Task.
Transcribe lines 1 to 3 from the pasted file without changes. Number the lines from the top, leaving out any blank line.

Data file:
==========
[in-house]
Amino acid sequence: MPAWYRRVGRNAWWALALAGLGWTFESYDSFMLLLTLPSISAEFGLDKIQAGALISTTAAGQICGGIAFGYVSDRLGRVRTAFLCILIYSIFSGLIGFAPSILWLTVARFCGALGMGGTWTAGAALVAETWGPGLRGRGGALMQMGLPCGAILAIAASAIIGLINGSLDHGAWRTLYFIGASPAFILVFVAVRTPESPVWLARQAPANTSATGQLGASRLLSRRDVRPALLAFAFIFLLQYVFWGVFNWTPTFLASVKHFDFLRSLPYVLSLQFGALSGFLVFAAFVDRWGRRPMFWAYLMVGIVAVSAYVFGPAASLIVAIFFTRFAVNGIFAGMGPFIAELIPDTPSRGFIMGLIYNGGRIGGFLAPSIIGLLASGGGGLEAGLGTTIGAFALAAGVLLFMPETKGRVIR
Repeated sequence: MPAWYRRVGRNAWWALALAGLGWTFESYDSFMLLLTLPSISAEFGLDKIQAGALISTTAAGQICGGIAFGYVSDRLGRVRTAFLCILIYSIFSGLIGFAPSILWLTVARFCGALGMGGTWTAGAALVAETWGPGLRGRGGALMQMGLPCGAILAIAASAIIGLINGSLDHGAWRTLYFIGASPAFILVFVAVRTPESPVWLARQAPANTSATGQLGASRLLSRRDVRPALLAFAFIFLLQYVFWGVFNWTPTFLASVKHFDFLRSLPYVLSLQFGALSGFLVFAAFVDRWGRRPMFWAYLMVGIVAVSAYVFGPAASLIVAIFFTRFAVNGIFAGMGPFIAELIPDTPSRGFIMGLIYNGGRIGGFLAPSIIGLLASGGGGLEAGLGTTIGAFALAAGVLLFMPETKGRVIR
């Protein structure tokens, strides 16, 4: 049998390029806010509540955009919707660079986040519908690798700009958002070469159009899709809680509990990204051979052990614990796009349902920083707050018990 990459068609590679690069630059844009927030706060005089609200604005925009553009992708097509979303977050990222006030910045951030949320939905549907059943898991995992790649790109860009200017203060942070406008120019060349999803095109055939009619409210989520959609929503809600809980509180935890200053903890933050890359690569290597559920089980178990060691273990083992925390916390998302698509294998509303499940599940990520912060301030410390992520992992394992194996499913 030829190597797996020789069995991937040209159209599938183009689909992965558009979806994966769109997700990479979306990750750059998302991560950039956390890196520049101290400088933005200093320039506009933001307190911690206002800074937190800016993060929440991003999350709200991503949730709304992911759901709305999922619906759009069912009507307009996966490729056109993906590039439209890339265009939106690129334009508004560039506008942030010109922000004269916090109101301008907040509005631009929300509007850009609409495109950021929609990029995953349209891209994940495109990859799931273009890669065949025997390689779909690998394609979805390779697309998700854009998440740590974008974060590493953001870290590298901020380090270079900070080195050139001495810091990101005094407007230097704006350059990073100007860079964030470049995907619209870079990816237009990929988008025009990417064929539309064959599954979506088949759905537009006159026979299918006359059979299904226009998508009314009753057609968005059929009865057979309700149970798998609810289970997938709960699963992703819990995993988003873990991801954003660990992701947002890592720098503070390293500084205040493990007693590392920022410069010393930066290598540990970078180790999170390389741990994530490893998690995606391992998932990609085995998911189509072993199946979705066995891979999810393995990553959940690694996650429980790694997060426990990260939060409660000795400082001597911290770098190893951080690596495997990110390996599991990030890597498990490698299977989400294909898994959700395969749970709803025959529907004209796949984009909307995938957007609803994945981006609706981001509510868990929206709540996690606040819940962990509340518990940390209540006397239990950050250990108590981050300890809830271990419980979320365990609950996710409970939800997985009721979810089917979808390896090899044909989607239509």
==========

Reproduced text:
[in-house]
Amino acid sequence: MPAWYRRVGRNAWWALALAGLGWTFESYDSFMLLLTLPSISAEFGLDKIQAGALISTTAAGQICGGIAFGYVSDRLGRVRTAFLCILIYSIFSGLIGFAPSILWLTVARFCGALGMGGTWTAGAALVAETWGPGLRGRGGALMQMGLPCGAILAIAASAIIGLINGSLDHGAWRTLYFIGASPAFILVFVAVRTPESPVWLARQAPANTSATGQLGASRLLSRRDVRPALLAFAFIFLLQYVFWGVFNWTPTFLASVKHFDFLRSLPYVLSLQFGALSGFLVFAAFVDRWGRRPMFWAYLMVGIVAVSAYVFGPAASLIVAIFFTRFAVNGIFAGMGPFIAELIPDTPSRGFIMGLIYNGGRIGGFLAPSIIGLLASGGGGLEAGLGTTIGAFALAAGVLLFMPETKGRVIR
Repeated sequence: MPAWYRRVGRNAWWALALAGLGWTFESYDSFMLLLTLPSISAEFGLDKIQAGALISTTAAGQICGGIAFGYVSDRLGRVRTAFLCILIYSIFSGLIGFAPSILWLTVARFCGALGMGGTWTAGAALVAETWGPGLRGRGGALMQMGLPCGAILAIAASAIIGLINGSLDHGAWRTLYFIGASPAFILVFVAVRTPESPVWLARQAPANTSATGQLGASRLLSRRDVRPALLAFAFIFLLQYVFWGVFNWTPTFLASVKHFDFLRSLPYVLSLQFGALSGFLVFAAFVDRWGRRPMFWAYLMVGIVAVSAYVFGPAASLIVAIFFTRFAVNGIFAGMGPFIAELIPDTPSRGFIMGLIYNGGRIGGFLAPSIIGLLASGGGGLEAGLGTTIGAFALAAGVLLFMPETKGRVIR